Archive for May 31st, 2018

Summer Research in the Tree Ring Lab

May 31st, 2018

This summer, students through the AMRE program with funding from the Sherman Fairchild Foundation are working in the Wooster Tree Ring Lab doing historical dating. Kendra Devereux, Alexis Lanier, and Juwan Shabazz are working with clients to date local barns, cabins and houses, to update pre-existing tree-ring chronologies, and to examine the collected data as a record of past climate. Two additional students are also working in the lab with data collected from Columbia Glacier in Prince William Sound, Alaska. Josh Charlton and Victoria Race, who are funded by NSF (National Science Foundation), will be helping out the AMRE students, but primarily will be developing ice flow models and using tree rings to reconstruct mass balance for Columbia Glacier in Prince William Sound, Alaska.

Summer researchers at Stebbins Gulch in the Holden Arboretum. Pictured left to right: Victoria Race (’19), Kendra Devereux (’21), Alexis Lanier (’20), Josh Charlton (’19), and Juwan Shabazz (’19).

The group has worked on a few different projects thus far. Their first assignment was to update the chronology for the Holden Arboretum in Kirtland, Ohio. The group has gone to the field site twice now to collect core samples from living Chestnut Oak trees in Stebbins Gulch. The AMRE group is currently working on mounting the fresh cores from our second trip and will be gathering and analyzing this data in the coming weeks.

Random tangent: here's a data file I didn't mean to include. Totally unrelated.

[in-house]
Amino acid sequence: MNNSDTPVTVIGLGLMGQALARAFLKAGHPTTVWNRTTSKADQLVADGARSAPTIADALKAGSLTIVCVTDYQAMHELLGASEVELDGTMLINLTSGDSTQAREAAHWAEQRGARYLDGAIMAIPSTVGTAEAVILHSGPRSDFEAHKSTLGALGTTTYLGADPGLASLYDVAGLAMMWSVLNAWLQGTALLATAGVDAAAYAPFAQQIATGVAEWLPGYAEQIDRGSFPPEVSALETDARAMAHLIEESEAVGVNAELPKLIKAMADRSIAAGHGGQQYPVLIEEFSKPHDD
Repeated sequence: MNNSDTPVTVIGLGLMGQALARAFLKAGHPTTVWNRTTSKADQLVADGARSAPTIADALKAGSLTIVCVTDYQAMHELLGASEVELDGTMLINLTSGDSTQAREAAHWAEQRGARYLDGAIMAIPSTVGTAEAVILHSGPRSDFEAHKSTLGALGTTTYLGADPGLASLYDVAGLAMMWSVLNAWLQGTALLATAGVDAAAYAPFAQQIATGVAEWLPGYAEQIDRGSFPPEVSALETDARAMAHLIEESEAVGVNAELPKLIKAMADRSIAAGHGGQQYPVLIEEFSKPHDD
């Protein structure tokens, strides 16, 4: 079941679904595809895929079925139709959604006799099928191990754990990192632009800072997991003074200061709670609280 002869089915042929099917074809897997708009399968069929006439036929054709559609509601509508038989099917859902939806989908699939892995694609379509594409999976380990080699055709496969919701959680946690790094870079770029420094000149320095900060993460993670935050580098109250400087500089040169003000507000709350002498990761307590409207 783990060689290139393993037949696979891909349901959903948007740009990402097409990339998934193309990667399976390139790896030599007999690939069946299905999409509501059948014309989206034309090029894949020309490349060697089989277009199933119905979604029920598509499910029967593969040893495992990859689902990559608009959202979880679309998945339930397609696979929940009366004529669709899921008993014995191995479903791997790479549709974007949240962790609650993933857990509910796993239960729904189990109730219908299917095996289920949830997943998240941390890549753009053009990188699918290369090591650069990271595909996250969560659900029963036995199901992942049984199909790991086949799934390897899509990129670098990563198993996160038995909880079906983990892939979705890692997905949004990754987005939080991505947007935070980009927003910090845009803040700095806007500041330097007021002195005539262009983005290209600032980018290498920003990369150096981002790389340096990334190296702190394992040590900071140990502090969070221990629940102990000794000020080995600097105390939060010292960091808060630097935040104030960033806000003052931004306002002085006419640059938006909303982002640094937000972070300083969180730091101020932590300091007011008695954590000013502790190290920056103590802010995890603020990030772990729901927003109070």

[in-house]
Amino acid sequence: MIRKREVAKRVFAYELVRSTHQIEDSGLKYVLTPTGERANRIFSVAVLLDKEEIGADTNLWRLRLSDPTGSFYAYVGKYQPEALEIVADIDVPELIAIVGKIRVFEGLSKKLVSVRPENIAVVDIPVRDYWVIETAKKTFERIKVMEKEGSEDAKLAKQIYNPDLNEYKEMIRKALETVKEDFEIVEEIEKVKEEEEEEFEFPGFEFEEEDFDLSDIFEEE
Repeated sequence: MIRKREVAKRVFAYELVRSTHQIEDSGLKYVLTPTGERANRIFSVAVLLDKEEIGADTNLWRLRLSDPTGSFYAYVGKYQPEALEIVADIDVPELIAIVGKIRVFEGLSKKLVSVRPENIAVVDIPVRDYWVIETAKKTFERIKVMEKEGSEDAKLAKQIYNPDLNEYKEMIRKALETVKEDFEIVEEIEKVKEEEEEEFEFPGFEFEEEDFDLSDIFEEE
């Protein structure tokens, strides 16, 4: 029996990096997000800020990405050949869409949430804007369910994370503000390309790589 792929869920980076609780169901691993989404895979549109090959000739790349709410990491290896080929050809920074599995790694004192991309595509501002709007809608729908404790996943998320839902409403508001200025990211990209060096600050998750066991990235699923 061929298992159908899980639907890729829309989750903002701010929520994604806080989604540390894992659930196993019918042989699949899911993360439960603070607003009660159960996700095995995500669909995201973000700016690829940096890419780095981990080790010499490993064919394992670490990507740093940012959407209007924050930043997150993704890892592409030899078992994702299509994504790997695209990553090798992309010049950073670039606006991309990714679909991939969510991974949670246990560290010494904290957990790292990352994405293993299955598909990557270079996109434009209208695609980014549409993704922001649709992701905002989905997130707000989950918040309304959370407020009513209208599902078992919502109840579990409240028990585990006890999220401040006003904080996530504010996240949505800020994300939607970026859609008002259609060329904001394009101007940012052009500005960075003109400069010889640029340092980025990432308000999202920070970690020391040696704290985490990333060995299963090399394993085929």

Sampling chestnut oak trees at Stebbins Gulch.

Freshly extracted core at Stebbins Gulch.

Alexis Lanier removing increment borer from a sampled tree.

Kendra and Victoria looking at a giant burl on a sampled chestnut oak.

Chestnut oak tree being sampled at Stebbins Gulch.

The AMRE group has also worked with clients to date two local structures, Stratford Cabin and Gingery Barn. The group was able to date both samples and provide a calendar date for our clients, informing them when the trees used for building these structures were felled. Stratford cabin was dated to 1849 and Gingery Barn was dated at 1883. To provide these dates, the students counted and measured the tree rings. This data was then compared to other developed chronologies, a process called cross-dating, which allows us to assign a calendar date to these rings. 

In the coming weeks, the group will be finishing up the work on Stebbins Gulch, dating some more historical structures from Sonnenberg Village, and compiling Columbia Glacier data. Further information on these projects can be found on the Tree Ring Lab’s website.

Juwan drilling into a beam sample to extract a core from Gingery Barn.

Oak slice ready for sanding from Gingery Barn.